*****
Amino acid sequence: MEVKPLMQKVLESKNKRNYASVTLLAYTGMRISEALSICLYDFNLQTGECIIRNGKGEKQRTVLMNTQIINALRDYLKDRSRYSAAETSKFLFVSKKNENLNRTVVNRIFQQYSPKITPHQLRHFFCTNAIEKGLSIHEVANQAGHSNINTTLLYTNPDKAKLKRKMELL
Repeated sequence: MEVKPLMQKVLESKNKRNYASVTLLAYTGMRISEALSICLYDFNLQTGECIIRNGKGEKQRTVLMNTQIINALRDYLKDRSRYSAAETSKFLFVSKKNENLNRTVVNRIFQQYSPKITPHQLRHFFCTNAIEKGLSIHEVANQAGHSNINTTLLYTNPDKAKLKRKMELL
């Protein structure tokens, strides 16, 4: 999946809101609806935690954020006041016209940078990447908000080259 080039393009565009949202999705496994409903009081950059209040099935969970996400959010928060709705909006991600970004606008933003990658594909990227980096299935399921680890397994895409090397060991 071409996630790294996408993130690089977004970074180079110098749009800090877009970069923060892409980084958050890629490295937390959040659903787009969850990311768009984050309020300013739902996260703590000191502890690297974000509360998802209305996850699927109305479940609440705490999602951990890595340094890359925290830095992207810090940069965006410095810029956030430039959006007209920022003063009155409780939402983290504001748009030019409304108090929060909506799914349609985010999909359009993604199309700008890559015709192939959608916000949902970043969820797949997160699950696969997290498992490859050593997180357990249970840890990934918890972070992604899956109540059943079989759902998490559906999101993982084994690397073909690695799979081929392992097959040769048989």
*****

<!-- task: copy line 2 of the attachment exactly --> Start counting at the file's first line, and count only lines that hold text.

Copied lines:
Repeated sequence: MEVKPLMQKVLESKNKRNYASVTLLAYTGMRISEALSICLYDFNLQTGECIIRNGKGEKQRTVLMNTQIINALRDYLKDRSRYSAAETSKFLFVSKKNENLNRTVVNRIFQQYSPKITPHQLRHFFCTNAIEKGLSIHEVANQAGHSNINTTLLYTNPDKAKLKRKMELL